The 2009 Sveriges Riksbank Prize for Economic Sciences is concerned with the basic question of where best to conduct transactions; in the open market, within firms, or among self-regulating groups of individuals.
Elinor Ostrom has made extensive studies of the management of common property by groups of common owners, contrasting that with management by state or private institutions. Perhaps surprisingly, she has found that those with a vested interest in the resources they manage are frequently better at regulating those resources than publicly-appointed management bodies would be. Her research reveals that in many, but not all, cases, allowing users to develop their own rules to regulate the use of common property results in the most efficient solution for managing those resources. For instance, her studies of the lobster fisheries off the coast of Maine in the United States show that self-imposed rules can often be better, and better-followed, than imposed ones. In short, self-governance can be successful. Her work incorporates both case studies of numerous real-life examples and laboratory experiments testing the ways people interact. The experiments reveal that people seem more willing to regulate others’ behaviour than predicted, and also that the development of efficient rules for regulation depends critically on good communication between the people involved.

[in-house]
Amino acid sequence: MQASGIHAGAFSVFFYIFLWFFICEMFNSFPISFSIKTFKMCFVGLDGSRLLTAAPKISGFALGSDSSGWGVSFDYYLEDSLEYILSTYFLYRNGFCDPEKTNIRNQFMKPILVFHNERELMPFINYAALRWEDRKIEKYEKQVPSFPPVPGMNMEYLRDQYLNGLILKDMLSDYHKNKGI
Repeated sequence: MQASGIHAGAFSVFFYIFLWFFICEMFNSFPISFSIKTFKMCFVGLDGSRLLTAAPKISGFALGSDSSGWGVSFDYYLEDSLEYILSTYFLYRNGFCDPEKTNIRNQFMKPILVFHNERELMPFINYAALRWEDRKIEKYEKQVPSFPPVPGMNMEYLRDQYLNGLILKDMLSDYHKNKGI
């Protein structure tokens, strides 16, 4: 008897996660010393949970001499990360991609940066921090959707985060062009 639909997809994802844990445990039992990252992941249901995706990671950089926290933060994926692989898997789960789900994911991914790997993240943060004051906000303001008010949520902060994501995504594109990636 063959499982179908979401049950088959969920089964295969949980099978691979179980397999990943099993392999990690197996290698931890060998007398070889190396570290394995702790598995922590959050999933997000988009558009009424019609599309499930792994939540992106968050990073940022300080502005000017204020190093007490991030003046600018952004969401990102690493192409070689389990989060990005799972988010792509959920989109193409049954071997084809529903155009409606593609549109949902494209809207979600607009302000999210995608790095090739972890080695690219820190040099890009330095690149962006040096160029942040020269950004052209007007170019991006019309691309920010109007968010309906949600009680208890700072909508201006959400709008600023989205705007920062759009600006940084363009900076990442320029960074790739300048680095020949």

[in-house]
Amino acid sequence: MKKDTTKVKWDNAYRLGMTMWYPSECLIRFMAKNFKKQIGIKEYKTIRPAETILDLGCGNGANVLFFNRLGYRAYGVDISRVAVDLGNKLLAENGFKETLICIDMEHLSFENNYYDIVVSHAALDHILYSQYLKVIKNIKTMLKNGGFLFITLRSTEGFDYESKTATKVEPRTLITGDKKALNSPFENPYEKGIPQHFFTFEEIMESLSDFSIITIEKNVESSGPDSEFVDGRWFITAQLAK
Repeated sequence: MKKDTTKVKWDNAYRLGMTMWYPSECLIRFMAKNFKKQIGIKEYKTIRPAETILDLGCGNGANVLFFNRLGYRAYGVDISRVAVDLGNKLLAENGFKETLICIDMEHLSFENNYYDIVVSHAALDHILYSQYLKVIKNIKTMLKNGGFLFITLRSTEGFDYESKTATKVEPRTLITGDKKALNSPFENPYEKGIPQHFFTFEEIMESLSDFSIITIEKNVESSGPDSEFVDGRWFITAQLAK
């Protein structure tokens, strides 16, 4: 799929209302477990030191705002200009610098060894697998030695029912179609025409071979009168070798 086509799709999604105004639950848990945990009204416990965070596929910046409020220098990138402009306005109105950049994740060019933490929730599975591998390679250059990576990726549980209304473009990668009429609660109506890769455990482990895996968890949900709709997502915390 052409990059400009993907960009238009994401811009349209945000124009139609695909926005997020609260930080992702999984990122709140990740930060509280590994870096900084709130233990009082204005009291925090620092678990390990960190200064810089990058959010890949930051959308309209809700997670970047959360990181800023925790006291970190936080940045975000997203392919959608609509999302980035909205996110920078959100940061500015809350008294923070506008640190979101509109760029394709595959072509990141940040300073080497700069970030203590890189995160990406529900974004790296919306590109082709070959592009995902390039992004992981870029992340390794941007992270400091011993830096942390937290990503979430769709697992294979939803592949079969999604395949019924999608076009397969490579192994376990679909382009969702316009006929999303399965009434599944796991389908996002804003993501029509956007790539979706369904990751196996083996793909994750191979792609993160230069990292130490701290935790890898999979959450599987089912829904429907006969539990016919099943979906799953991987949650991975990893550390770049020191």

Oliver Williamson’s work deals with understanding the limits of the firm. He has extended the theories of why certain transactions can be accomplished more efficiently within firms than they would by competition between firms or individuals. In brief, his theories predict that hierarchical organizations are better places to conduct transactions, such as the sale of coal for power plants, wherever there is either significant complexity or mutual interdependence underlying the transaction. The results of his analysis have significant implications for public policy, including the regulation of competition, since what at first sight might seem an apparently imperfect market may in fact be the most efficient way of regulating a particular set of transactions. Williamson’s theories extend previous work on the limits of the firm’s efficiency, by Ronald Coase among others, to a level at which empirical testing of predictions becomes possible.
Elinor Ostrom is the first woman to have been awarded the Prize in Economic Sciences in its forty year history.
Their work and discoveries range from paleogenomics and click chemistry to documenting war crimes.
See them all presented here.